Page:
This is by far the most frustrating part about the NBA lockout — while the owners and players argue over how to split up $4 billion a year of the fans’ money, people with regular jobs and salaries who rely on the league for a living are the ones feeling the pinch.
One that will get much worse if games are canceled. Which is a very real possibility.
The latest example of this happened in Miami, as reported by the Palm Beach Post.
According to multiple sources, staffers in the basketball operation – in coaching, training, scouting, equipment, media relations and so on — were presented with an option last fall, after the Heat had already signed James, Wade and Chris Bosh and was selling tickets at an unprecedented pace. To guarantee retention during a potential lockout, they had to accept the across-the-board 10 percent pay cut, from the lockout’s July 1 start through Sept. 30. On Oct. 1, that pay cut would grow to 25 percent through Mar. 31 or until the lockout ended, whichever came first. If the lockout lasted past Mar. 31, which would surely cancel the season, the reduction would rise to 50 percent.
Since Micky Arison has a reputation for treating employees well, many staffers were surprised and disappointed by the measures. While it amounts to more lost money for the likes of Pat Riley and Erik Spoelstra – both of whom did take cuts, according to two sources – it hurts those on the lower levels more.
I don’t post this to slam Arison, who is one of the NBA’s better owners. People want to work for him. But this is a league wide thing — even profitable big-market teams like the Lakers laid off employees or made them take pay cuts.
If the lockout does cost games the pain felt by workers at the arenas and others who depend on the league will worsen. That remains the real shame of this lockout. And it’s on both the owners and players to fix it.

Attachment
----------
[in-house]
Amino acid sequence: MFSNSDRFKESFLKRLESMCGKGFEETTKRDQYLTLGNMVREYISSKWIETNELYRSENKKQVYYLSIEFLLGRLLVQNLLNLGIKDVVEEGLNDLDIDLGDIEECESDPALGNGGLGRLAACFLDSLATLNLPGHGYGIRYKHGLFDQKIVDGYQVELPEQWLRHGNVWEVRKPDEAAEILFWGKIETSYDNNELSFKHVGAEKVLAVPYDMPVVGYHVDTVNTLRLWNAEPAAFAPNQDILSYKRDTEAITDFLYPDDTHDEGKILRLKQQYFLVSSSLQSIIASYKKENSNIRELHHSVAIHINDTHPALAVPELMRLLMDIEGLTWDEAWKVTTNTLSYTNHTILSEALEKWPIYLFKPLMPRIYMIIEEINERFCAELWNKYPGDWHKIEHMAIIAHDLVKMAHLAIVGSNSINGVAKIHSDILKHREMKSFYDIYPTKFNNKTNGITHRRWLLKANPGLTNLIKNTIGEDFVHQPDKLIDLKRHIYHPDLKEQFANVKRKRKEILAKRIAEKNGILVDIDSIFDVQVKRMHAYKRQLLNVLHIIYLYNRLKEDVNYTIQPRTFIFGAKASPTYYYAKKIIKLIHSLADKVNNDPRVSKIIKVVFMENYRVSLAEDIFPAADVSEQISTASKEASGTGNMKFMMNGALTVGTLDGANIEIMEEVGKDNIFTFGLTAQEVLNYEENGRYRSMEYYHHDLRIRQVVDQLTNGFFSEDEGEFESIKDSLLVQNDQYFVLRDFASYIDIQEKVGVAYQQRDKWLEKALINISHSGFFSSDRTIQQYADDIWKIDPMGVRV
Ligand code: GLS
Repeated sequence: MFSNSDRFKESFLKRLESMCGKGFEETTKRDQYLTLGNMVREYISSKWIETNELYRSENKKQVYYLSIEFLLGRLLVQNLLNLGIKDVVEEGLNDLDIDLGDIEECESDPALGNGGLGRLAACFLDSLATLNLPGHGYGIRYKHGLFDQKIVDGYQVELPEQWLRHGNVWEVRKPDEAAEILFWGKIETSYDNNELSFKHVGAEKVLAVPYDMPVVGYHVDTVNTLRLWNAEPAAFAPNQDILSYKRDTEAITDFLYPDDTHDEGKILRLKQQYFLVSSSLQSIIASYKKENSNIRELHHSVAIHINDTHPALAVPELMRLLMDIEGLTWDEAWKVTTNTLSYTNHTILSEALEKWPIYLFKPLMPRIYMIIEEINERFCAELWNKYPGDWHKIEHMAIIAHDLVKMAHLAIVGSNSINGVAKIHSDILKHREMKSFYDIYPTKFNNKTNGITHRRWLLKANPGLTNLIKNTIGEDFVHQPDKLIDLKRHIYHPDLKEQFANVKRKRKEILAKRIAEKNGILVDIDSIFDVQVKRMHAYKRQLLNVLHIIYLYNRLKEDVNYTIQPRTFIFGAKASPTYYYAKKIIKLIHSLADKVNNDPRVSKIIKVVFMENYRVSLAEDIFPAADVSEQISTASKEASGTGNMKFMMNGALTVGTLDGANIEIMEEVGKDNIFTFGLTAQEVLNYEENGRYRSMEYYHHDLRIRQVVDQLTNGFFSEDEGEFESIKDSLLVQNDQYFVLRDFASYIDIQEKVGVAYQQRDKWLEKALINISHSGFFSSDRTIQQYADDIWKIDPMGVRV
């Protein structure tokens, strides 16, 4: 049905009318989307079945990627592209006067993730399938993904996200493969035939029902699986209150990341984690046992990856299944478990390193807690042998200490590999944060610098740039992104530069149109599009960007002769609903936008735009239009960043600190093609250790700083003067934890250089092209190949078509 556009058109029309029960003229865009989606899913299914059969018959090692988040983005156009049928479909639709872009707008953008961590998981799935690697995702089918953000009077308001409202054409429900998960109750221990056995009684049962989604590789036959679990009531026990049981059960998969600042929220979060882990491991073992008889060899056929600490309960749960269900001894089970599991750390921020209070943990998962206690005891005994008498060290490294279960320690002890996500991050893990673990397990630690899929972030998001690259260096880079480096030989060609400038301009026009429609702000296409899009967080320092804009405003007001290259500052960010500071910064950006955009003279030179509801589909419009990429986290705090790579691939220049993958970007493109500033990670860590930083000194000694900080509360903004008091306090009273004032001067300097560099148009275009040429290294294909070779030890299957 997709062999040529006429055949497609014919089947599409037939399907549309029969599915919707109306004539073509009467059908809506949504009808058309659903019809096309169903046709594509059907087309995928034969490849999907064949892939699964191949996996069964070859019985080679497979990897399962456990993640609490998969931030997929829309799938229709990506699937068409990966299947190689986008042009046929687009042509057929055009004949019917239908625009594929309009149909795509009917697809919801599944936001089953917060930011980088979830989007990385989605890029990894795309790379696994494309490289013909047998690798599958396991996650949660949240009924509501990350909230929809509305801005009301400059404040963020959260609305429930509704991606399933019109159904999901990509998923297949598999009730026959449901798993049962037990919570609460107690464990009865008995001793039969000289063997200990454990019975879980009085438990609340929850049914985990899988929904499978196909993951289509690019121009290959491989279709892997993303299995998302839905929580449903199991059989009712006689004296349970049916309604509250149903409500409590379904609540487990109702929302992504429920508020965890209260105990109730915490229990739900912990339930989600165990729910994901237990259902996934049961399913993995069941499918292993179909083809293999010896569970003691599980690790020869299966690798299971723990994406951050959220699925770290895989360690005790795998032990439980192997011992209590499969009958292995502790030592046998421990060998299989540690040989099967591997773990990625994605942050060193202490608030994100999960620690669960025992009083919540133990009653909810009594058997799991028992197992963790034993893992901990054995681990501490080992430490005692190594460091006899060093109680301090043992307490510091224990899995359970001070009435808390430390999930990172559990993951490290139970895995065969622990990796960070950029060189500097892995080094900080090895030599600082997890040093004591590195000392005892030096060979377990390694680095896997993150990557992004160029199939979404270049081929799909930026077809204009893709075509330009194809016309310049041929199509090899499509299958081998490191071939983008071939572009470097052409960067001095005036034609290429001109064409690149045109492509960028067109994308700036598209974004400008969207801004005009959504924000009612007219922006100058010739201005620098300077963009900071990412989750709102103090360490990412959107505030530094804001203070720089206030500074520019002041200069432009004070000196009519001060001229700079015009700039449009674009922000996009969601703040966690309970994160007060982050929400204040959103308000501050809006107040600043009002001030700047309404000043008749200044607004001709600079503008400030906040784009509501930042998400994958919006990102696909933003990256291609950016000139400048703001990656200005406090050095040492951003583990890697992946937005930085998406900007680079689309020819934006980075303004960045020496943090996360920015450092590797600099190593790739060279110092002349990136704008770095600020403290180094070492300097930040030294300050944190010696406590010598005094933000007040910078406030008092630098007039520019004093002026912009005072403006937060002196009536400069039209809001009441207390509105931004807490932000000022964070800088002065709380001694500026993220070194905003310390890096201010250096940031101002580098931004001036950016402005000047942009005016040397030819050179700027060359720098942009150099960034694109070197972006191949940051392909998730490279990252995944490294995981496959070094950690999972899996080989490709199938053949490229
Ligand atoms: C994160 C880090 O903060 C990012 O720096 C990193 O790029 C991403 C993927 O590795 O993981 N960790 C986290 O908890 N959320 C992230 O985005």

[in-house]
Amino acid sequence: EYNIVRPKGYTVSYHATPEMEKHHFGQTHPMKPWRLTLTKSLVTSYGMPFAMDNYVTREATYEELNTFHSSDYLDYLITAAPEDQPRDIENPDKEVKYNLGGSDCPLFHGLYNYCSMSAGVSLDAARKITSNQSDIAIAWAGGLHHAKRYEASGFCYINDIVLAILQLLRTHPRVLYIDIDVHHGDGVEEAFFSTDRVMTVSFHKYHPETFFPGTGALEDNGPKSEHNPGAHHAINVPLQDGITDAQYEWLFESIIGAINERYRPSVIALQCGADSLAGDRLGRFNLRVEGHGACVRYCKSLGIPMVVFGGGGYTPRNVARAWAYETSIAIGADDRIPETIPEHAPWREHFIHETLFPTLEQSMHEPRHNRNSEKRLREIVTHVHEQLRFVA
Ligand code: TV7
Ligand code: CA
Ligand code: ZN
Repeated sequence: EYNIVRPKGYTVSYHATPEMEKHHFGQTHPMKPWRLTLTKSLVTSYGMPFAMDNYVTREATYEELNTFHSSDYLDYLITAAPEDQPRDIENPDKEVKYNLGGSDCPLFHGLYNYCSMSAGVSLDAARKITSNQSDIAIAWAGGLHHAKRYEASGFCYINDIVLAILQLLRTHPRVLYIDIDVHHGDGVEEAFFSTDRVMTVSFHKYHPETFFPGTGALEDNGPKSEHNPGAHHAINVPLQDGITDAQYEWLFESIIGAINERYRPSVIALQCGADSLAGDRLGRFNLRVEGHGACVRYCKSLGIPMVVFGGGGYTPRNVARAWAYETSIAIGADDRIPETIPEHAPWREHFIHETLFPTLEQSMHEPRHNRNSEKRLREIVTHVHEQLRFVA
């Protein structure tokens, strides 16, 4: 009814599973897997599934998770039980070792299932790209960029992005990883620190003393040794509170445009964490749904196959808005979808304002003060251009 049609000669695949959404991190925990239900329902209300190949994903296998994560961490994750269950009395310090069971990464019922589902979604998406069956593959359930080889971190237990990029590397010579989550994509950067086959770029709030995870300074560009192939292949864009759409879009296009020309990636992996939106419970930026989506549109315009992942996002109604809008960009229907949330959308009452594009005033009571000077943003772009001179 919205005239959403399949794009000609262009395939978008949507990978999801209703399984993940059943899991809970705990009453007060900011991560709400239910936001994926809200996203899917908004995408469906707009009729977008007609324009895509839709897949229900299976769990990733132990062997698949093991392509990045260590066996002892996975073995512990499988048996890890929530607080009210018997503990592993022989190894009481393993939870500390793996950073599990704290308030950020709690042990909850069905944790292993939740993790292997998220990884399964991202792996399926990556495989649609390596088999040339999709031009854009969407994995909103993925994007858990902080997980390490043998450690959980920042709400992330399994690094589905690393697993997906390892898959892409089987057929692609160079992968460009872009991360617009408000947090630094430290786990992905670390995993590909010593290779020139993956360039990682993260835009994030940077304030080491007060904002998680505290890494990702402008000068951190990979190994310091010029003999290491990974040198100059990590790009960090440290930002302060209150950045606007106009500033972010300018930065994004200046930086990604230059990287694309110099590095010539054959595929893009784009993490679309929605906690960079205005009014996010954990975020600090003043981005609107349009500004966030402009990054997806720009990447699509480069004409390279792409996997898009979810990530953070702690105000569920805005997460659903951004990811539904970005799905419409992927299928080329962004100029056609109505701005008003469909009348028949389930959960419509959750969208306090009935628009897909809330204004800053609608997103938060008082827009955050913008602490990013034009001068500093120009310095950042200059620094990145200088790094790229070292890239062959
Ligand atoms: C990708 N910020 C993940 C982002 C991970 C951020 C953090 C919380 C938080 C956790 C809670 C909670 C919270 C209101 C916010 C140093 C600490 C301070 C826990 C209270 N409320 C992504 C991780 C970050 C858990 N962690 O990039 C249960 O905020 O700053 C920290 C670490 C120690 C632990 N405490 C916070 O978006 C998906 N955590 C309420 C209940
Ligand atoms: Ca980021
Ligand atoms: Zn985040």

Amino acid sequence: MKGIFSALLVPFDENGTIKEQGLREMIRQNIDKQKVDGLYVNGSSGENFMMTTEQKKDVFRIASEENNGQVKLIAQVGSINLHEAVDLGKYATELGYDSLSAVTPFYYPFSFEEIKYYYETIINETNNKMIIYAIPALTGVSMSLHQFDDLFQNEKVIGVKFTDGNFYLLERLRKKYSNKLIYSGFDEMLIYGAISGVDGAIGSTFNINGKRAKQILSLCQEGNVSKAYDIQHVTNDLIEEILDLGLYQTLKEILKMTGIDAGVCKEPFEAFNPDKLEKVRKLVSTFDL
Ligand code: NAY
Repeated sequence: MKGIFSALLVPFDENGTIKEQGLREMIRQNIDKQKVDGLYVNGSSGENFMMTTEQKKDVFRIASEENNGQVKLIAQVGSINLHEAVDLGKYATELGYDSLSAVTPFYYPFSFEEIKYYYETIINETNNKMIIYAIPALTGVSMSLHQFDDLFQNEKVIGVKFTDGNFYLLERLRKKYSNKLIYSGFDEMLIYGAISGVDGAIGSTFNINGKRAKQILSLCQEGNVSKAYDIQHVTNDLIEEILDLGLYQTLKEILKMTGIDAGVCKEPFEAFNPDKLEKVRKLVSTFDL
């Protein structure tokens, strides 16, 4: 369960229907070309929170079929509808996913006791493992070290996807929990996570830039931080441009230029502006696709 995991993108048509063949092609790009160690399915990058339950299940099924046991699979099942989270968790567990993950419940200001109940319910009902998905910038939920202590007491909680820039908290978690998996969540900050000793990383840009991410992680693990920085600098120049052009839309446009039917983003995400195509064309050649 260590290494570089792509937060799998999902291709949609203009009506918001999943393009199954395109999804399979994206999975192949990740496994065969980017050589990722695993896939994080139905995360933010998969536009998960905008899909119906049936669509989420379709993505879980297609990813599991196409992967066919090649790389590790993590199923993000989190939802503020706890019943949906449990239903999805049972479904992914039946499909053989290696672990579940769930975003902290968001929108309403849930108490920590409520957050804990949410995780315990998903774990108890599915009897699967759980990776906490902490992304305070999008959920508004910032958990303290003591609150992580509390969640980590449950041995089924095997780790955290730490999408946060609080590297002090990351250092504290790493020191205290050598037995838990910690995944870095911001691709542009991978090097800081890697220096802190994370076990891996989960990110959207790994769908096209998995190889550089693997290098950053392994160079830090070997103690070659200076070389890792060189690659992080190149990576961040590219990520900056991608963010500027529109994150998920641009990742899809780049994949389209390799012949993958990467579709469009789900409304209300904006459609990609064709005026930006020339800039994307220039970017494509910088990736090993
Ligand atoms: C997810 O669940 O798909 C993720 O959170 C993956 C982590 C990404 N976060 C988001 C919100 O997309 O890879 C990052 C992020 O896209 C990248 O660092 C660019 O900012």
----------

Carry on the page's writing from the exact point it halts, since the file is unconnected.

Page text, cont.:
I’d say the obvious — it’s sickening to turn a murder of a mom of four, a genuine tragedy, into a political opportunity — but that has become the way of politics. What line of decorum?
None the less, it’s sickening. Republican presidential nominee Donald Trump tweeted about the tragic death of Dwyane Wade‘s cousin Nykea Aldridge, who was pushing her stroller down a Chicago street this week when two men got into a gunfight (reportedly gang-related) and a bullet killed Aldridge.
Trump tweeted what you see below (actually, what is below is a tweet edited by his staff, the original one misspelled Wade’s first name, putting “Dwayne” instead):
Later, this Tweet came up, again from his staff.
(So you know, you can tell which tweets come from Trump and which from his aids based on the device used to post it.)
Trump’s Tweet is part of his recent apparent attempted outreach to minority voters, which is not about them and more about trying appease concerns of white, middle-class suburban voters (for example, outside Philadelphia, in a swing state). Polls show Trump struggling with those suburban voters, in part because they see him as bigoted.
As you might expect, Twitter unloaded on Trump for his tone deaf and incendiary Tweet. Not that he cares, people are talking about him and that seems his primary goal. Actor Don Cheadle was one of the most prominent.
It’s sad this has become a focus and not Nykea Aldridge — and what can be done to prevent the next Nykea Aldridge.
The relationship between Derrick Rose and Jimmy Butler was the subject of much scrutiny last season in Chicago. Reports of tension between the two stars never fully went away, and they proved to be an awkward fit together on the court. But any hard feelings between the two of them appear to be in the past as Butler posted a photo on Instagram of the two former teammates (and Rose’s son, P.J.) hanging out together at a Dodgers game in Los Angeles, where they both work out in the summer.
After missing two entire seasons, all signs are pointing to 2014 No. 3 overall pick Joel Embiid finally taking the court this season. Last week, Sixers coach Brett Brown said that Embiid has looked great in his workouts and is on track to play in the preseason, and Embiid himself echoed that sentiment over the weekend. He told the Philadelphia Inquirer‘s Marc Narducci that he feels “100 percent.”
There’s always a possibility and fear that Embiid’s recurring foot problems will come back, but for now, all indications are that he’s feeling good and will be able to contribute this season, which should make Sixers fans excited.
The release of NBA 2K17, the latest edition of the popular 2K video-game series, is less than a month away. Players are starting to get their likenesses in the game, as well as their player ratings, and tweet them out. Magic forward Evan Fournier wasn’t too happy with the way his came out.
Fournier’s countryman Rudy Gobert got in on the fun, too, changing his Twitter avatar to Fournier’s screenshot and encouraging others to do the same. He even created a hashtag for it.
At least they’re having fun with it.